When government funding enters the mix, the cyber-homeschool controversy gets even more heated. The prospect of governmental oversight gaining traction—however ancillary—in the homeschooling world sparks alarm and resistance. Both public charter schools and local public schools are increasingly turning to distance education as a way to draw more students and thus increase their state funding, without having to expand costly physical facilities. Other public charters are dispensing with the bricks-and-mortar approach altogether, and providing online classes for children throughout the state and beyond. Add to this the ongoing push by many homeschoolers to enroll in selected public school classes and participate in extracurricular activities (sports, music, drama, clubs, etc.), and the lines between public and private schooling blur even further.
As these relationships between public and private shift, the social meaning of homeschooling as rebellion against cultural norms and state oversight may shift as well. If the traditional structures of public education fade into a marketplace of customizable options, will the countercultural revolution of homeschooling simply become one more manifestation of those choices? Perhaps. But the core conviction at the heart of the homeschooling movement—whether animated by religious beliefs, pedagogical concerns, or any number of other reasons—is that parents should be able to determine the shape and content of their children's education. This seems unlikely to change for homeschoolers, no matter what changes around them.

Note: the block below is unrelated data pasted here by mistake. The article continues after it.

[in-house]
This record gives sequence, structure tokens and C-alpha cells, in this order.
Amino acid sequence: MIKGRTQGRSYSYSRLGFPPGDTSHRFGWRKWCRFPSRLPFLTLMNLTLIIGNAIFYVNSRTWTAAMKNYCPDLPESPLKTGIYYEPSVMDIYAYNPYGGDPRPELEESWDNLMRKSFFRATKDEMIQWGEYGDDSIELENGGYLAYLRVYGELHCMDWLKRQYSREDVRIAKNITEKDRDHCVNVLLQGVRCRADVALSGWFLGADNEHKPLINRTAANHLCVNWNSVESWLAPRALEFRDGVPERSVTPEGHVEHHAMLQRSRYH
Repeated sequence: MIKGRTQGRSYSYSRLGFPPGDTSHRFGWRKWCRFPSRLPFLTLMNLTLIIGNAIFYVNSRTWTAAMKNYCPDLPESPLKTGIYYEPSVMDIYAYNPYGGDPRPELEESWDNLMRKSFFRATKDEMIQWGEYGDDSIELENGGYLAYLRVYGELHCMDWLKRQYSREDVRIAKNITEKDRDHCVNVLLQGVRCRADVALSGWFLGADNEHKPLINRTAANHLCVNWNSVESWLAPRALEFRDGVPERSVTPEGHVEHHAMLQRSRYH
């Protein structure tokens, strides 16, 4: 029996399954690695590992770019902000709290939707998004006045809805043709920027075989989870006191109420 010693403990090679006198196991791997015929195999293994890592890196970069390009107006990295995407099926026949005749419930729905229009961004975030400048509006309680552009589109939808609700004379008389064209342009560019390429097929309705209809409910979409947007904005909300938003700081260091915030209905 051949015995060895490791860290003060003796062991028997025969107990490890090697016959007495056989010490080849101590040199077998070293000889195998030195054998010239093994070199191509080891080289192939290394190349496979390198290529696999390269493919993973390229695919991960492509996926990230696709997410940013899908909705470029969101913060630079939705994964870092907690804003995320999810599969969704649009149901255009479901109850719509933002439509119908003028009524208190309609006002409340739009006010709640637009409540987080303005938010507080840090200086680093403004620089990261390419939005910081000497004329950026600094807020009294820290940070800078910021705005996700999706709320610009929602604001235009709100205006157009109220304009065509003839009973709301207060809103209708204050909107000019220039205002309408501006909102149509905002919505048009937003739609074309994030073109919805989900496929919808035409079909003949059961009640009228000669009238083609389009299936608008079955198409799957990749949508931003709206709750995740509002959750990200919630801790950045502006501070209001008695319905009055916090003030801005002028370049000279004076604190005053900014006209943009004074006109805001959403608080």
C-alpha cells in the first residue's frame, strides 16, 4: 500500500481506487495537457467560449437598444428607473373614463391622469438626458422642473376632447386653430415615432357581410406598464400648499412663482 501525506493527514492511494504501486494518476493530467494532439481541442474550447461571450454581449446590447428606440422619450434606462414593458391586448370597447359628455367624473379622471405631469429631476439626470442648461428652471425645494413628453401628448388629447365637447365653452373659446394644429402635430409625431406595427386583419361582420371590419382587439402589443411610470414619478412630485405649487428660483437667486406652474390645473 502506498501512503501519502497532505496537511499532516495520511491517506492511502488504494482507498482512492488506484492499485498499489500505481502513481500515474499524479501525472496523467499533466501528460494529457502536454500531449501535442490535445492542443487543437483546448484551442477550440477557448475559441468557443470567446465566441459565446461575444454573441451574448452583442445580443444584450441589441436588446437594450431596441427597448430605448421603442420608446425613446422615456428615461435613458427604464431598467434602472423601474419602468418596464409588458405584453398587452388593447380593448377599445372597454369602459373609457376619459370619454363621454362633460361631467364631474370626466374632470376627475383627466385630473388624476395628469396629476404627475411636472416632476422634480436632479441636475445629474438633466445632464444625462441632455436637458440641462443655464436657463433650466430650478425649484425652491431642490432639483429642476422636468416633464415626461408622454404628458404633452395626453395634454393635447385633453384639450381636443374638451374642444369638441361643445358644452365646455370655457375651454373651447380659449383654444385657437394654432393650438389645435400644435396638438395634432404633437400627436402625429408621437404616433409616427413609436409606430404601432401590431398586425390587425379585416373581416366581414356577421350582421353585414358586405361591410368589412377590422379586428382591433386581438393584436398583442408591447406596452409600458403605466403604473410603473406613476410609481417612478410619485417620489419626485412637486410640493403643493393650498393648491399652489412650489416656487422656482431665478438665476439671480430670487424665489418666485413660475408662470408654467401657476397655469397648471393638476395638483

Robert Kunzman is an associate professor of education at Indiana University. His most recent book, Write These Laws on Your Children: Inside the World of Conservative Christian Homeschooling, was published by Beacon Press earlier this year, and he maintains a website focused on homeschooling research and scholarship (indiana.edu/∼homeeduc).
1. National Center for Education Statistics, 1.1 Million Homeschooled Students in the United States in 2003 (National Center for Education Statistics, 2004).
2. National Center for Education Statistics, 1.5 Million Homeschooled Students in the United States in 2007 (National Center for Education Statistics, 2008).